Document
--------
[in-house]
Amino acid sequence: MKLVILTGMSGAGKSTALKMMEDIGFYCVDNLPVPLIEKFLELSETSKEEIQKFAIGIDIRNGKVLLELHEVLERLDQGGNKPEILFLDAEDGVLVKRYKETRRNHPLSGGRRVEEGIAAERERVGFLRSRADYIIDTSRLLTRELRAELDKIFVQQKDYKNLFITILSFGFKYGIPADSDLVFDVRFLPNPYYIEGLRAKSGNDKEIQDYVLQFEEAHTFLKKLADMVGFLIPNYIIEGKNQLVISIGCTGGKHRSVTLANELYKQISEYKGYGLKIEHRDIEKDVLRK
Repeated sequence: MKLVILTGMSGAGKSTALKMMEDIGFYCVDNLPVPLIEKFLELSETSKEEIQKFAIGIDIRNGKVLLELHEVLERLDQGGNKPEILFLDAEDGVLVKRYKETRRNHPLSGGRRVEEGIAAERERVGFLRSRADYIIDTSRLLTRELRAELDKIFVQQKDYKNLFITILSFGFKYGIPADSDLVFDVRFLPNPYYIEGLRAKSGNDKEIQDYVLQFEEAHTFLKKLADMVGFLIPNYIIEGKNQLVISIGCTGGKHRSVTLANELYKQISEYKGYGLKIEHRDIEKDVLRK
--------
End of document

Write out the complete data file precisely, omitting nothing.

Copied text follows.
[in-house]
Amino acid sequence: MKLVILTGMSGAGKSTALKMMEDIGFYCVDNLPVPLIEKFLELSETSKEEIQKFAIGIDIRNGKVLLELHEVLERLDQGGNKPEILFLDAEDGVLVKRYKETRRNHPLSGGRRVEEGIAAERERVGFLRSRADYIIDTSRLLTRELRAELDKIFVQQKDYKNLFITILSFGFKYGIPADSDLVFDVRFLPNPYYIEGLRAKSGNDKEIQDYVLQFEEAHTFLKKLADMVGFLIPNYIIEGKNQLVISIGCTGGKHRSVTLANELYKQISEYKGYGLKIEHRDIEKDVLRK
Repeated sequence: MKLVILTGMSGAGKSTALKMMEDIGFYCVDNLPVPLIEKFLELSETSKEEIQKFAIGIDIRNGKVLLELHEVLERLDQGGNKPEILFLDAEDGVLVKRYKETRRNHPLSGGRRVEEGIAAERERVGFLRSRADYIIDTSRLLTRELRAELDKIFVQQKDYKNLFITILSFGFKYGIPADSDLVFDVRFLPNPYYIEGLRAKSGNDKEIQDYVLQFEEAHTFLKKLADMVGFLIPNYIIEGKNQLVISIGCTGGKHRSVTLANELYKQISEYKGYGLKIEHRDIEKDVLRK